In the film, there's a fascinatingly spiritual scene in which Superman has been tempted away from the path of interaction with the world. Curiously enough, this time round it is his own mother who has tried to tell him to let go - "You don't owe the world anything," she tells him. Superman heads off to a mountain (again, a spiritual place in the Bible), and has a spiritual encounter with his deceased father, Jonathan, that prepares him for what is to come.

Doomsday as the devil

Luthor uses Kryptonian technology to create , and it's notable that doing so requires his blood - again, a Biblical notion (Leviticus 17: 11, "For the life of a creature is in the blood").

Philosopher Friedrich Nietzsche famously argued that man created God in his own image. Batman V Superman neatly inverts this postmodern trope, with, instead, man creating the devil in response to God's presence.

The battle between Doomsday and the superheroes culminates in a brutal conflict that goes so far as the boundaries of the atmosphere! Ultimately, Superman and Doomsday strike each other with fatal blows, in a scene that seems analogous to the first Biblical prophecy of what the Cross would achieve, in Genesis 3: 15:

"He will crush your head, and you will strike his heel."

In this first prophecy, the decisive battle between the Son of Man (a title Jesus claimed for himself) and the Devil would involve both striking powerful blows against the other. The Devil, in Genesis spoken of as a serpent, will strike Jesus on the heel - infecting him with venom, and thus taking his life. Jesus, meanwhile, will crush the Devil's head as he dies.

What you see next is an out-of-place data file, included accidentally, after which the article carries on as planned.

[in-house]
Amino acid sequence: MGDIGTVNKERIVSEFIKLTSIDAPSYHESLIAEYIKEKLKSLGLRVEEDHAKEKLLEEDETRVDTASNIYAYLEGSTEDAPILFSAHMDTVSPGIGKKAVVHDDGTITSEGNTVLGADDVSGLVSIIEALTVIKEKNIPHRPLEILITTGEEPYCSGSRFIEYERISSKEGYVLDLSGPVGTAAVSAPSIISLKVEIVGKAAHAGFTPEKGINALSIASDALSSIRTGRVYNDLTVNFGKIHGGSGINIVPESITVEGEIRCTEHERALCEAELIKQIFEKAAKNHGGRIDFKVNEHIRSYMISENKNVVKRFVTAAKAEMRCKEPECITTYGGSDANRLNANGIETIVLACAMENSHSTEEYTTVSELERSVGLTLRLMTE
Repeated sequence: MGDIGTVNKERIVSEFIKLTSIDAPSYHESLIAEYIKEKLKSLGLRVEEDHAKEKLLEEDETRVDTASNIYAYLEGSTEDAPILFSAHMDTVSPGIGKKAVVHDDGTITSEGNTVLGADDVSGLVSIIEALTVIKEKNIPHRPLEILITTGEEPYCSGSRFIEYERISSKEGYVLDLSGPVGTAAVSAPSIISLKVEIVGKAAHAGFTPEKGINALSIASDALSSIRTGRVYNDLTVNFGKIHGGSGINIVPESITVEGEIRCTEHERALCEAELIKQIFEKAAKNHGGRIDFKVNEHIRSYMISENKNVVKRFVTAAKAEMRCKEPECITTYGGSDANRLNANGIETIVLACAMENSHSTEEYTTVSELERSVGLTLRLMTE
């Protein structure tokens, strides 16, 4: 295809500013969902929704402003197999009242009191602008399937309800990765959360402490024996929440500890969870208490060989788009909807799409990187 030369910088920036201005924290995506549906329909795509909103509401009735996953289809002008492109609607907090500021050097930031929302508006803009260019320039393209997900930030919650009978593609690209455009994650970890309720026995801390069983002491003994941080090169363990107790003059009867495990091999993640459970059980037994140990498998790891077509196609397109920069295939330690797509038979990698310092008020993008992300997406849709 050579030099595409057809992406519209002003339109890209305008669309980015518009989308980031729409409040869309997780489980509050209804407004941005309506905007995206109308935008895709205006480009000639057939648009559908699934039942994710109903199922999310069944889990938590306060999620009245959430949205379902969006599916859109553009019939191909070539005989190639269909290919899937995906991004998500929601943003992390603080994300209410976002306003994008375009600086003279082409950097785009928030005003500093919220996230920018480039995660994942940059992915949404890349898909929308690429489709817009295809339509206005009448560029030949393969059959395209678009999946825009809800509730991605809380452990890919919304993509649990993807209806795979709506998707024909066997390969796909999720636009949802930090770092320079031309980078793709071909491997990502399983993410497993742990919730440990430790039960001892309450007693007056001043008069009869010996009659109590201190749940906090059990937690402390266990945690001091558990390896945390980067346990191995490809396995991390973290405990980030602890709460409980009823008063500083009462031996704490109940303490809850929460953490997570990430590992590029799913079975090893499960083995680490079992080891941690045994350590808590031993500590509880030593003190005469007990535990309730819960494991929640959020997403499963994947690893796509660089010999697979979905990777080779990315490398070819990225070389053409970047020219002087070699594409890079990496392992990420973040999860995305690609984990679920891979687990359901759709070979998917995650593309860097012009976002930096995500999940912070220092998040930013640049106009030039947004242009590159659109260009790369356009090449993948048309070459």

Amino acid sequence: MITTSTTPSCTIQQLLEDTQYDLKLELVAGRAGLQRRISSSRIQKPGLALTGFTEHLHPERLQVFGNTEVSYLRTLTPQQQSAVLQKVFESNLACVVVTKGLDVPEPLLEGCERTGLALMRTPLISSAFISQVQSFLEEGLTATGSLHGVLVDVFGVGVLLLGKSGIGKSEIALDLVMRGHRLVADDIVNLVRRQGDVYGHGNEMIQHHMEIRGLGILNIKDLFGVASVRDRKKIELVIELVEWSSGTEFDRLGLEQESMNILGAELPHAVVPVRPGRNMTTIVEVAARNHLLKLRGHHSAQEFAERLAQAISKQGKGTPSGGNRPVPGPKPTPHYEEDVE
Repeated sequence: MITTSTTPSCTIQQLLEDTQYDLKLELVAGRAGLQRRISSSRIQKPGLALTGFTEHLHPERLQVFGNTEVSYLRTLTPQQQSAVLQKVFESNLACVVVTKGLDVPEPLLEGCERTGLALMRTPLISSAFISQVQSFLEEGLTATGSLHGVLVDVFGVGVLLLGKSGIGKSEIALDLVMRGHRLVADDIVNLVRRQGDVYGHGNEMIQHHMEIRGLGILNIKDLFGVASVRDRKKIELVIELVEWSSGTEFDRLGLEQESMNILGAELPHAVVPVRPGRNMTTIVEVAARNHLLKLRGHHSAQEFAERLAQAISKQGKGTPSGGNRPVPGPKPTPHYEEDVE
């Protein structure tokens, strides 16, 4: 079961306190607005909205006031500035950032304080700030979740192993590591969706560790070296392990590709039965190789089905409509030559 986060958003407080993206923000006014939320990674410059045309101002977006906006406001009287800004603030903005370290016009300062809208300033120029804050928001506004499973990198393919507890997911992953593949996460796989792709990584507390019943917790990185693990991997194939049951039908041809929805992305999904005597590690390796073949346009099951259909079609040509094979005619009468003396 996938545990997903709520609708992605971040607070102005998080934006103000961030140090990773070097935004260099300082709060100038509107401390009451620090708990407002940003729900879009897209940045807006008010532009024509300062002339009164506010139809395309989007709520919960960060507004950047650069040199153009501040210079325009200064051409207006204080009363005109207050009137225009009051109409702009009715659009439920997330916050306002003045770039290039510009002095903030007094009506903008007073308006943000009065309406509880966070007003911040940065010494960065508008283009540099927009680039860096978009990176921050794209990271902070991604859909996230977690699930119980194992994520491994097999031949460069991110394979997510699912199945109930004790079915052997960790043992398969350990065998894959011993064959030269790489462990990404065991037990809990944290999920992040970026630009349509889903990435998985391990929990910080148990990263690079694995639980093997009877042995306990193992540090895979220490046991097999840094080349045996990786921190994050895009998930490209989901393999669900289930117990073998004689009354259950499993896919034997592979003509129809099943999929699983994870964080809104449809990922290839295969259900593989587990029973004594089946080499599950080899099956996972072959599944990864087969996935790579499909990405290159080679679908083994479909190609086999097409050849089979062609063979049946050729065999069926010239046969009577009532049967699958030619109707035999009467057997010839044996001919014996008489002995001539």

True to this form, Superman and Doomsday literally impale one another, both dying. Tellingly, as Lois weeps (analogous to many images of Jesus' mother weeping over his body), the camera pans out to reveal wooden rubble in the shape of Crosses.

It's also no coincidence that this film was released on Good Friday, when Christians celebrate the death of Jesus!

One more thing to note: Luthor argues throughout the film that devils come from the skies. By the end of the film, it's pretty clear he sees the arrival of another devil - Darkseid.

The Spear

Sometimes crucifixions were a long and messy affair, and the Romans tried to hurry them up. As Jesus hung upon the Cross, the Roman soldiers moved between the three men hanging on the Crosses, and broke the legs of the two thieves - so they would hang, and asphyxiate. They believed that Jesus was already dead, though, and pierced his side with a spear. The Bible is very specific to describing a flow of "blood and water", which indicates that the spear had penetrated the lung - and it was filled, proving Jesus was truly dead.

In roughly the same way, the crucial weapon in this film is a Kryptonite spear, fashioned by Batman, and ultimately used against Doomsday. As Doomsday dies, the creature's right arm - taking on the form of a spear - pierces Superman's chest, also killing him.

It's not a coincidence, even though the symbolism breaks apart when you look too deeply at this one.

The resurrection

Is there anyone who believes Superman will stay dead? The funeral processions - complete with the famous religious tune Amazing Grace - and the mourning masses are eerily reminiscent of the Bible's descriptions. Just as with Jesus, Superman is left in the grave - and the final scenes hint that he's not quite dead yet...

This, of course, was based off the famous Death of Superman event - and yes, Superman came back pretty quickly.

Given the importance of Messianic imagery in this film, I'm pretty sure there's more - can you find some that I've missed?

Trending

Latest from our Creators